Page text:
Time Out says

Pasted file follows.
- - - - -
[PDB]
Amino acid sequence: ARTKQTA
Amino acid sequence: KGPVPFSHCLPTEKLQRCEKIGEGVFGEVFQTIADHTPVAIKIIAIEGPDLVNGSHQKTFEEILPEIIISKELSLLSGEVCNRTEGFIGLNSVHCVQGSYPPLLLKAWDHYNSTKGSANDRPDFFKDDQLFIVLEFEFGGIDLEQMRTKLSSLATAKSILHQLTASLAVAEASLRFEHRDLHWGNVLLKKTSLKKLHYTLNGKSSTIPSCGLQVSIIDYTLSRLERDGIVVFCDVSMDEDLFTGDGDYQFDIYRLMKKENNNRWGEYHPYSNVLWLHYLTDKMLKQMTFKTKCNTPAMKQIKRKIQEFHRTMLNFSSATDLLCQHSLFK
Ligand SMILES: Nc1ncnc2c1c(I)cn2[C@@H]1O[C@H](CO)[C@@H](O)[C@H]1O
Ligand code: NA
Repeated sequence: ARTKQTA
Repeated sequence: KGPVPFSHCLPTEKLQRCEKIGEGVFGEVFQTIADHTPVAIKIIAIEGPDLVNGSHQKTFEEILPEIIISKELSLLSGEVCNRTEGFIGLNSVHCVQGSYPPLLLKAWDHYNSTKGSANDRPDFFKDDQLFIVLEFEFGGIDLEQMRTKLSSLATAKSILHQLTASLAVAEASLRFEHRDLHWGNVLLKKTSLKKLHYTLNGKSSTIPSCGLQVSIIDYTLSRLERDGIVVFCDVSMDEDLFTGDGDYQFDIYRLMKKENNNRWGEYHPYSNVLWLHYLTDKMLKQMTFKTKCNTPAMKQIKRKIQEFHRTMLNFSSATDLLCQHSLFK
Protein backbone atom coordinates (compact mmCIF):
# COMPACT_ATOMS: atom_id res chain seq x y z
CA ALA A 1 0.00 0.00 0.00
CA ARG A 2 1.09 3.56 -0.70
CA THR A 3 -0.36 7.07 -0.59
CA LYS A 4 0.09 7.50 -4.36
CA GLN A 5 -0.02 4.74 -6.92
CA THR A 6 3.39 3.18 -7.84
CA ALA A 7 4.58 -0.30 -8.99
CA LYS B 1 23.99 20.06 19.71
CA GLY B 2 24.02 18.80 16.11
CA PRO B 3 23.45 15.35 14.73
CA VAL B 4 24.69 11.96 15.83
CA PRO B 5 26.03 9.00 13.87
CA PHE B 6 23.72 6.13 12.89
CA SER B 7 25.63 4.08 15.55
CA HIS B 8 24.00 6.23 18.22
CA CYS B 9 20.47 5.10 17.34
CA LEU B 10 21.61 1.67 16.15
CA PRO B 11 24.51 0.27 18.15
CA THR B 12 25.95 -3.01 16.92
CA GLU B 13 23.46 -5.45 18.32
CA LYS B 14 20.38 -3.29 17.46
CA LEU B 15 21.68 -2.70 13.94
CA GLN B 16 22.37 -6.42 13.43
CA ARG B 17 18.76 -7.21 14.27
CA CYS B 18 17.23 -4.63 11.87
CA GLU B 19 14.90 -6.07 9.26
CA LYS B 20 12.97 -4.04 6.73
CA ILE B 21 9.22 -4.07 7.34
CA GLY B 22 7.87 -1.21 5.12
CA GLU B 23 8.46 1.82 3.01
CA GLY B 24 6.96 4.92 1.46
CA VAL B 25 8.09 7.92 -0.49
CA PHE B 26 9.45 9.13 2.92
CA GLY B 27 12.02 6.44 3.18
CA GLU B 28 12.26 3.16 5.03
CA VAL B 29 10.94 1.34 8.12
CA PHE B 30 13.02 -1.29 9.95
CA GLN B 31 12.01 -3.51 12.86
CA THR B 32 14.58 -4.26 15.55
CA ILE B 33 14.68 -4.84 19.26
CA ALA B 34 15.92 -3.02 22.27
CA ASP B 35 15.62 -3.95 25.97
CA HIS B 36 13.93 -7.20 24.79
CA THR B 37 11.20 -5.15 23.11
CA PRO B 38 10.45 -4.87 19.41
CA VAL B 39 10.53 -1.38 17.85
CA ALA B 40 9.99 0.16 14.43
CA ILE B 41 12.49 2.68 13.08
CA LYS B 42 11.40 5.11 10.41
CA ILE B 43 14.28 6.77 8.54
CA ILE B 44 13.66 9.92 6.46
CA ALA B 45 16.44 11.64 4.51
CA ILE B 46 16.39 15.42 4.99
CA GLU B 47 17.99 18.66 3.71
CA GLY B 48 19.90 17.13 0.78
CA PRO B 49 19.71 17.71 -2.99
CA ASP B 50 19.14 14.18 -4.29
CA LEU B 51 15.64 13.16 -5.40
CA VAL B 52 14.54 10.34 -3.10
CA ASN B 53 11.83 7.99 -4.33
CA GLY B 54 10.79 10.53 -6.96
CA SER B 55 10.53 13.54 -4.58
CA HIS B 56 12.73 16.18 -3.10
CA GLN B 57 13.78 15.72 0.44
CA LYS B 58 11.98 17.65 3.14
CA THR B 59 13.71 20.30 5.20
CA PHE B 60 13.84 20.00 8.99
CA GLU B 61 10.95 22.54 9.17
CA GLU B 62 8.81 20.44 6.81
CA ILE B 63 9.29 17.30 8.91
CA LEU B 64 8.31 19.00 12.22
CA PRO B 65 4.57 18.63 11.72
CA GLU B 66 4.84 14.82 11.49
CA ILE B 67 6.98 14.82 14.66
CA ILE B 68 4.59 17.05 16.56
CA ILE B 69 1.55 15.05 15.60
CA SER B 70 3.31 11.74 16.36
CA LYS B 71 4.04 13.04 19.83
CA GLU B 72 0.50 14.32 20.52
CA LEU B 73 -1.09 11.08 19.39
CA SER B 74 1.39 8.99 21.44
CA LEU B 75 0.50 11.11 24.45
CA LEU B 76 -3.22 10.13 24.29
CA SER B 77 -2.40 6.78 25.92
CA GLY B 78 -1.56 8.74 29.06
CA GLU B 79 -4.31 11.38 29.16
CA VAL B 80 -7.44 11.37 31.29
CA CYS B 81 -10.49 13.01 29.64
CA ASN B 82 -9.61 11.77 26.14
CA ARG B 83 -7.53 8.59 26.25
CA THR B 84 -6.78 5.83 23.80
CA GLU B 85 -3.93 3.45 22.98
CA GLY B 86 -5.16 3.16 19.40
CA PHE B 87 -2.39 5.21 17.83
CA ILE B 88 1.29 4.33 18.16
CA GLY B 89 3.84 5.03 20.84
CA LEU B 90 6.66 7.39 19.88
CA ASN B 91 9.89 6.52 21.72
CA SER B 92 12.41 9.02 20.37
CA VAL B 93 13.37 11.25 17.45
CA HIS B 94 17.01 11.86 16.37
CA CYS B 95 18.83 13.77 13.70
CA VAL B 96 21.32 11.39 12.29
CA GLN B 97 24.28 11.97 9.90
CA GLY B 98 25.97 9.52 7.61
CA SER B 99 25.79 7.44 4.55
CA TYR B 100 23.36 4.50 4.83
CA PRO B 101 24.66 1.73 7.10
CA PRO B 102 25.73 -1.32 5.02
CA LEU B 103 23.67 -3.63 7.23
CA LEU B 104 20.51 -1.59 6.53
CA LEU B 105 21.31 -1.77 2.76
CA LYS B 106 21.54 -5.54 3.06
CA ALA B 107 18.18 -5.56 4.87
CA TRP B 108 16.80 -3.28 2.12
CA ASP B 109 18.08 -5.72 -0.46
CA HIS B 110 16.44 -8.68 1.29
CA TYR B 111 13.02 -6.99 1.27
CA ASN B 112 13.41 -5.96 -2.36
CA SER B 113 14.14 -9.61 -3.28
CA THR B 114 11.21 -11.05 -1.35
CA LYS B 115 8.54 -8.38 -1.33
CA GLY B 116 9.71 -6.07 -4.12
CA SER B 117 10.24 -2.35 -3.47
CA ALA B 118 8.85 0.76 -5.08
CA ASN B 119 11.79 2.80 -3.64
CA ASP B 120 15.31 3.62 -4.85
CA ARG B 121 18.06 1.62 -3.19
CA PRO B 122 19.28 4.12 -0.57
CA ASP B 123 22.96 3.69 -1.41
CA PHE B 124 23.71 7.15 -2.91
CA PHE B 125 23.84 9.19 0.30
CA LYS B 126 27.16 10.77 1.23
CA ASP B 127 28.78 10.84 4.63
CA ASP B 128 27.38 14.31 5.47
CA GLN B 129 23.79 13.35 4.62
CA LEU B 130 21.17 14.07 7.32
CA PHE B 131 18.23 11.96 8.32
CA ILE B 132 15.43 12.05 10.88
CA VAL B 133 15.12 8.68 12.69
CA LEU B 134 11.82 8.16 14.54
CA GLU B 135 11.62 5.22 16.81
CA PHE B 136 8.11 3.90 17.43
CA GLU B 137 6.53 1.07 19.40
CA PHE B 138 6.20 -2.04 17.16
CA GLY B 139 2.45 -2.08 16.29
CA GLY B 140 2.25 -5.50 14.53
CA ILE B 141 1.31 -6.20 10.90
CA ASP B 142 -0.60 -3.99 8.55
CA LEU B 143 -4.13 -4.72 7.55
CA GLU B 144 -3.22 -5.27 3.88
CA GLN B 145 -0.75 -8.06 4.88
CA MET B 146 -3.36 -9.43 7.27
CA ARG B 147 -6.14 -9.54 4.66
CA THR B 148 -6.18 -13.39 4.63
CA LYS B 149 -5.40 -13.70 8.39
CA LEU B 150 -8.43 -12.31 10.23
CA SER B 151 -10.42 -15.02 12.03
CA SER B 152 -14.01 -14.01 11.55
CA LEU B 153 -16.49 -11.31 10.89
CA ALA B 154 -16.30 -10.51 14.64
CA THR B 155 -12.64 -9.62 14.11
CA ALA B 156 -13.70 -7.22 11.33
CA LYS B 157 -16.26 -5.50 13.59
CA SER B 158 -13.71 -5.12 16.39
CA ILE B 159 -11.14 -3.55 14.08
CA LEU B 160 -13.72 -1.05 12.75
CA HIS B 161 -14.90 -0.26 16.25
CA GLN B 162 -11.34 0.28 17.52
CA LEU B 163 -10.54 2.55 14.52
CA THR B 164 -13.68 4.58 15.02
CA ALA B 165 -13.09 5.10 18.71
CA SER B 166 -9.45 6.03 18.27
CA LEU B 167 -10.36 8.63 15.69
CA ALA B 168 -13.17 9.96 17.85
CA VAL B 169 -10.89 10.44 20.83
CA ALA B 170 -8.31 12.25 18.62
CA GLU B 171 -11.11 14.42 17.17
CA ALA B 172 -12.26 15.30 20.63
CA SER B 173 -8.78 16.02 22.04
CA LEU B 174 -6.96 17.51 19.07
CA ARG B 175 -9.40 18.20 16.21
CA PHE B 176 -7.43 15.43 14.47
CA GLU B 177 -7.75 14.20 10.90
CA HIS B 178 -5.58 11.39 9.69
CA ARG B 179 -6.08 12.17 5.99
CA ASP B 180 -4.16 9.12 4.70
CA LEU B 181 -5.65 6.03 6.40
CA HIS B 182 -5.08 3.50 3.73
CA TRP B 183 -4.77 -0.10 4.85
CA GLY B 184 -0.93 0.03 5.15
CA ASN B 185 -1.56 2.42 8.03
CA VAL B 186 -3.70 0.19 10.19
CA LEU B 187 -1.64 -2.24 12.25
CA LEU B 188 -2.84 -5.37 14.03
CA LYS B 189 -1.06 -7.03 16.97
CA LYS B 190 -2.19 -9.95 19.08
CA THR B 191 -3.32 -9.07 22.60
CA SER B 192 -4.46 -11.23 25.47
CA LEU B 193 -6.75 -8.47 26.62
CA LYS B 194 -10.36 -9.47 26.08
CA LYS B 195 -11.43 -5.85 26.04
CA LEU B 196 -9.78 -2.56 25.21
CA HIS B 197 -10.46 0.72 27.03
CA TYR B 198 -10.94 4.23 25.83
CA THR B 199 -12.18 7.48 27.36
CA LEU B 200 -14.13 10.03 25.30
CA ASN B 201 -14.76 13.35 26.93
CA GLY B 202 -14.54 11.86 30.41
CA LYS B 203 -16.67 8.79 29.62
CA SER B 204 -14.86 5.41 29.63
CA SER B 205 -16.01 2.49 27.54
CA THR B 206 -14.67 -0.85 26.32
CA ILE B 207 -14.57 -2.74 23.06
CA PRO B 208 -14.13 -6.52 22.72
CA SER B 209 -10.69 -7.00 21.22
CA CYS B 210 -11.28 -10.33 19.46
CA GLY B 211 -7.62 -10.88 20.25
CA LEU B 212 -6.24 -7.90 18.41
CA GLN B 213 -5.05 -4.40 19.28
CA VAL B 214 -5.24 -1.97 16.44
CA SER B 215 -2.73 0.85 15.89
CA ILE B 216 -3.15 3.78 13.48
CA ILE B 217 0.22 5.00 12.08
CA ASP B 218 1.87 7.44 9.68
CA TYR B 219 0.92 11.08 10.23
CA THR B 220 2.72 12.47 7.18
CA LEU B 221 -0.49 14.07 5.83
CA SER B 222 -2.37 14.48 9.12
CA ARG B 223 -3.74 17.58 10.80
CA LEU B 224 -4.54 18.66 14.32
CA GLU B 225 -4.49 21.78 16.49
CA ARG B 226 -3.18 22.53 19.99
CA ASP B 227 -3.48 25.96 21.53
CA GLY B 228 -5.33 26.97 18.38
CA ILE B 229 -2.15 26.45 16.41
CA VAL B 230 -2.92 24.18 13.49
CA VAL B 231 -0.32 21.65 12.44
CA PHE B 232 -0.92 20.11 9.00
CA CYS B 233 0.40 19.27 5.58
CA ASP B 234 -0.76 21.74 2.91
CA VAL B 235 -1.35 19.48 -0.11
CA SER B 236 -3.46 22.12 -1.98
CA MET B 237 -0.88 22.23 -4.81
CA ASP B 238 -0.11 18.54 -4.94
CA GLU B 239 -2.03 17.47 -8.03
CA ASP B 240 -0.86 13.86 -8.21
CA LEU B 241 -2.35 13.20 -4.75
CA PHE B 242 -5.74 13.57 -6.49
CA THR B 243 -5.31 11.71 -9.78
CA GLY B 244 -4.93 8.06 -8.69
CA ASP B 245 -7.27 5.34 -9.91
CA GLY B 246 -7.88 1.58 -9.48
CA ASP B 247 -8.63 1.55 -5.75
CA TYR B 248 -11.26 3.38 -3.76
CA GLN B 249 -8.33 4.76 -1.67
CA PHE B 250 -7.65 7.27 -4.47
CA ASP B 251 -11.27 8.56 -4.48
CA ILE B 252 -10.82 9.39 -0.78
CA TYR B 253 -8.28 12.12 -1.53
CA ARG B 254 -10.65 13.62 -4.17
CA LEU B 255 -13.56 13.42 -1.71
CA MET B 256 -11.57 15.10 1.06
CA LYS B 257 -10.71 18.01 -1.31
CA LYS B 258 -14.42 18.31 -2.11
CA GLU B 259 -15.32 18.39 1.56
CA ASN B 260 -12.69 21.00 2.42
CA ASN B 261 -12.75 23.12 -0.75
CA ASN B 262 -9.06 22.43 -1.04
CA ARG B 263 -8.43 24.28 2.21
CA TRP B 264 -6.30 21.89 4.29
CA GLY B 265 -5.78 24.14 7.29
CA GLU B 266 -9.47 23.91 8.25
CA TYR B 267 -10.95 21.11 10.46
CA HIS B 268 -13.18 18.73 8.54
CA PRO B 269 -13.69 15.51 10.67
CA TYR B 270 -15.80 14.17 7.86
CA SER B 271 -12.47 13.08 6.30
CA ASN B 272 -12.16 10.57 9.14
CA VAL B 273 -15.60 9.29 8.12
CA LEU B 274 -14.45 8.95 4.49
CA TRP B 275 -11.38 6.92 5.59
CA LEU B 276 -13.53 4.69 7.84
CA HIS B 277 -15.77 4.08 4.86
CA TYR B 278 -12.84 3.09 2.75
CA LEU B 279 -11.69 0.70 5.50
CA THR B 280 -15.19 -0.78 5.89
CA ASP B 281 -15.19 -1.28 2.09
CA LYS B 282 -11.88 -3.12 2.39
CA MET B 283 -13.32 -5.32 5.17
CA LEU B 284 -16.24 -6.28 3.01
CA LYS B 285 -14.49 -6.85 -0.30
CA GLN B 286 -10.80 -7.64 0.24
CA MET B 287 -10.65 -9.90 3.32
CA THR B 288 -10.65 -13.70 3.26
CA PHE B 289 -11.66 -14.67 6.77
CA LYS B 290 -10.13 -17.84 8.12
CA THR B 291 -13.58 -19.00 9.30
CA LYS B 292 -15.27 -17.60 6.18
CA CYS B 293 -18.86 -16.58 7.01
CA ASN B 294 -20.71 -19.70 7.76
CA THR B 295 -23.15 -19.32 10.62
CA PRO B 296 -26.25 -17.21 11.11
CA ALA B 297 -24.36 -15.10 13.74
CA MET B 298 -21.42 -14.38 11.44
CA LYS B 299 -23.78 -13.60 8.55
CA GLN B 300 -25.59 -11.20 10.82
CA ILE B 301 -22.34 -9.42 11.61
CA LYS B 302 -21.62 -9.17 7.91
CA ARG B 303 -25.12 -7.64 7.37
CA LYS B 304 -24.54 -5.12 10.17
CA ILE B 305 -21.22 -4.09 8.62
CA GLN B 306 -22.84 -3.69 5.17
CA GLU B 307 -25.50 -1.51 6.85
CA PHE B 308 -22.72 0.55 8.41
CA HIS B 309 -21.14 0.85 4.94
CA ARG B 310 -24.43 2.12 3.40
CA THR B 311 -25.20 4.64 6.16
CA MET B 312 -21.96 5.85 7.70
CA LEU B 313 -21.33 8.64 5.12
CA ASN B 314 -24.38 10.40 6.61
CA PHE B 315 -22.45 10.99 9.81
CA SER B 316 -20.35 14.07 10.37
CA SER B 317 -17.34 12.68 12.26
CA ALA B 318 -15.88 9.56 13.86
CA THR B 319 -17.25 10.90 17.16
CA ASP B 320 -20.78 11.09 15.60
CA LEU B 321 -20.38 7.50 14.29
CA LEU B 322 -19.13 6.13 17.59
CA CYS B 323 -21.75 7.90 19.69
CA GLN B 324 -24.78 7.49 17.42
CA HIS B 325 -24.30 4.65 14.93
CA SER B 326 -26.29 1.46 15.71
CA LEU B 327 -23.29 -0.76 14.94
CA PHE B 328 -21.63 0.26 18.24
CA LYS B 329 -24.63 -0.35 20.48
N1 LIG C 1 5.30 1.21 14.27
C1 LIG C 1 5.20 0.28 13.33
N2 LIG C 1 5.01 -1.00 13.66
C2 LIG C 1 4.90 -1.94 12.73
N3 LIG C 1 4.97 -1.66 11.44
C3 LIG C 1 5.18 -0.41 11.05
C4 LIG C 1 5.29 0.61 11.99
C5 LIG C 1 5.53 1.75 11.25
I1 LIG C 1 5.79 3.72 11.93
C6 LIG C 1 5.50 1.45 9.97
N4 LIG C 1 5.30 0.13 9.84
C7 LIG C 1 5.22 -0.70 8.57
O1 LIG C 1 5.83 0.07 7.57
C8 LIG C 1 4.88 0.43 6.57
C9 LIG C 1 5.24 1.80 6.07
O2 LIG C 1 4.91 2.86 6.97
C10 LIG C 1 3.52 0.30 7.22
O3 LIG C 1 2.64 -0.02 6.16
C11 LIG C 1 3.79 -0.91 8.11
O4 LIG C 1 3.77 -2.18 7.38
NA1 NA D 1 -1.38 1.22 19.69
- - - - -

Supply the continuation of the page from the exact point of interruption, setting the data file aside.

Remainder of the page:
How many films deal plausibly or seriously with the psychological effects of a medical diagnosis and the sudden awareness of mortality? Count them. Ray's Bigger Than Life is perhaps the best, while Haynes' Safe and Tavernier's Daddy Nostalgie make their mark too. Chéreau's film echoes the last, both in its quiet understatement and in its concern with the repairing of family relationships. Here the focus is on a reconciliation between Thomas (Todeschini), whose platelet deficiency means he risks haemorrhaging without his blood clotting, and his younger brother Luc (Caravaca), a teacher whose homosexuality has, in the past, given rise to a rift. Now Thomas's deterioration needs drastic treatment, he wants help. The improvements in sibling relations are handled with sensitivity and warmth, but there's a certain predictability to this particular narrative thread. Where the film scores more highly is in its treatment of how the brothers' dealings with others (notably parents and lovers) are affected by the illness, and in the authenticity of its depiction of Thomas's time in hospital. It all comes together in a pre-op sequence of great courage and fine judgment, where the film's overall balance between toughness and tenderness peaks with brilliant insight and a remarkably becalmed beauty. (Based on the novel by Philippe Besson.